Quarterly performance reviews are an opportunity to reflect on your direct report’s performance, recognize achievements, and provide them with constructive feedback. Running effective quarterly performance reviews can be challenging for both your employees and yourself, but they are crucial for your team’s growth and success.
Fellow has created this quarterly performance review template to help you make the most out of your meeting and facilitate your interaction with your reporting employees. This quarterly performance review template allows you to address and redirect good behaviours in your organization. You will also find tips that will guide you in taking the right approach and provide valuable feedback that motivates your direct reports and help them improve.
What’s inside this performance review template:
1 360 Feedback
The first step of your Quarterly Performance Review Template is to ensure you have collected enough data and examples for your feedback to be transparent while objective. 360 Feedback enables managers, coworkers, and reporting staff to provide feedback regarding your direct report’s performance. It allows you to have a balanced view and more perspectives. In a Harvard Business Review article, John Barron, Professor of Management at Yale, argues that “The larger number of independent evaluations the better”.
During the quarterly employee performance review, start by evaluating the ways your employee’s behaviours have impacted their team, influenced other employees, and focus on the skills and contributions that a person has brought to the table. Ask your direct reports to share their thoughts and perspectives, pay attention, and try to identify patterns. Asking follow-up questions will help you develop positive and constructive feedback. In the end, active listening is a very important skill that you can cultivate as a manager.
For this section of the Quarterly Performance Review template, it is good to start on a positive note. Focus on the aspects that the employee has achieved, provide positive feedback, and consider behaviours that your team member should continue doing. Affirmative recognition is a method that will motivate your team to perform better, be specific with your praises.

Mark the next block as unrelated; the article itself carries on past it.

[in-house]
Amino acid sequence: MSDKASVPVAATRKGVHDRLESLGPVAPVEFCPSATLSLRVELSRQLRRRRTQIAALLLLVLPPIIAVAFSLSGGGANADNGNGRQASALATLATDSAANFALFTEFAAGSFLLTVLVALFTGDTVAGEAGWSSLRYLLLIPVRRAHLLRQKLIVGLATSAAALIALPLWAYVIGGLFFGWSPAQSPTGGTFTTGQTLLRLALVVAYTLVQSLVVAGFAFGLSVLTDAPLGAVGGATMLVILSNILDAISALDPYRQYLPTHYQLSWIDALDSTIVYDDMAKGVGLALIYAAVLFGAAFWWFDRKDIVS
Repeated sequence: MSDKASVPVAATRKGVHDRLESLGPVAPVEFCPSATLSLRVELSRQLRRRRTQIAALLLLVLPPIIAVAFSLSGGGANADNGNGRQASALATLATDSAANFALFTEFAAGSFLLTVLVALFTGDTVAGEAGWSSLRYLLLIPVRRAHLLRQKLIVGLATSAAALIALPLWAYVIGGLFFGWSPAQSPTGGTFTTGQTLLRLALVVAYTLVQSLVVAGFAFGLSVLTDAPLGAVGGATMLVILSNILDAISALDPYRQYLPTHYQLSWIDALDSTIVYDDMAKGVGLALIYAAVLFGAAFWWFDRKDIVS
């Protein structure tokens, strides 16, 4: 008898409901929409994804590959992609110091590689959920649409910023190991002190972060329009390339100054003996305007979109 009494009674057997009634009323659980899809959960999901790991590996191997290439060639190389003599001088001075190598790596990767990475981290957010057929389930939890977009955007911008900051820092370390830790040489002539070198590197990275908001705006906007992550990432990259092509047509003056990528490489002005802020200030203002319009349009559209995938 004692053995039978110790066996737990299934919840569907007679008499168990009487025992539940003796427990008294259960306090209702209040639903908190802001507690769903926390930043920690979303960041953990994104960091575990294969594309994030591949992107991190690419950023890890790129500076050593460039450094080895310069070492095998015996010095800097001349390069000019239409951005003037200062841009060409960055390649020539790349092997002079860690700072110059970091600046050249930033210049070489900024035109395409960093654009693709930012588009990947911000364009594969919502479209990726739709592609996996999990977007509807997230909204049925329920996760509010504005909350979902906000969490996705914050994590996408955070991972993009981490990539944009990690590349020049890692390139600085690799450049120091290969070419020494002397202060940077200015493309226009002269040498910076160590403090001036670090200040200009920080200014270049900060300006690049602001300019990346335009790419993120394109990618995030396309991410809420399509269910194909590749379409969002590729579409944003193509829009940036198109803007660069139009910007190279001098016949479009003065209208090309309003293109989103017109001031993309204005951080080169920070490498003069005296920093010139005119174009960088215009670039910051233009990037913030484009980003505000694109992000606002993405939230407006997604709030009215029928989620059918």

During your one-on-one meeting, your direct report should be talking most of the time. We can’t stress this enough. The purpose of asking the right questions is to help you get to know more about your employee, more about their goals, aspirations, strengths, areas where they need support and roadblocks encountered.
“The conversation is the keyword when you define a performance review meeting. If you are doing all of the talking or the meeting becomes a lecture, the performance review is less effective.”–Susan M. Heathfield, HR and management consultant.
Approach the meeting with a coaching mentality, and invite your employee to ask you questions as well. This will make the review less nerve-racking and they’ll know you have a genuine interest in helping out. Invite your direct report to contribute to the conversation by sharing how they feel about their opportunities of improvement.
In a 2020 article by the American Management Association, BJ Gallager recommends to “Use your performance review conversations as opportunities to find out what are the possible reasons for an employee’s failure to meet standards and expectations.”
Providing constructive feedback can be uncomfortable, but it is your chance to redirect your team. Thus, it is imperative that you give specific and direct advice. Avoid neglecting or disregarding areas that need improvement. Using the “stop, start and continue doing” method can be helpful and again, include data and examples to support your feedback.
4 Feedback and Ideas
Having a clear understanding of your direct report’s career goals and ways to develop within the company can be starting points for you to help them enhance their professional experience. In concluding the Quarterly Performance Review template, allow your employee to give you feedback regarding areas where they need more support. Here are some questions they can reflect on:
– How often and how would you like to receive feedback?
– What are some goals and targets you want to accomplish in the next 3 months?
– What can the department do to support you in achieving these goals?
– What can I do to support you and how can I be a better manager for you?
– What are the necessary steps to take for you to be able to improve performance?
A Quarterly Performance Review couldn’t be successful without agreed-upon next steps. Before ending the meeting make sure an action plan is put into place. Otherwise, there is no point in having a review. List around 3-4 elements that will be followed during the next quarter to drive future performance.
The Quarterly Performance Review process can be difficult, but it doesn’t have to be if you follow these guidelines. More than a judge, your employees have to see you as a coach – and sometimes all they need to know is that you are confident in their ability to improve.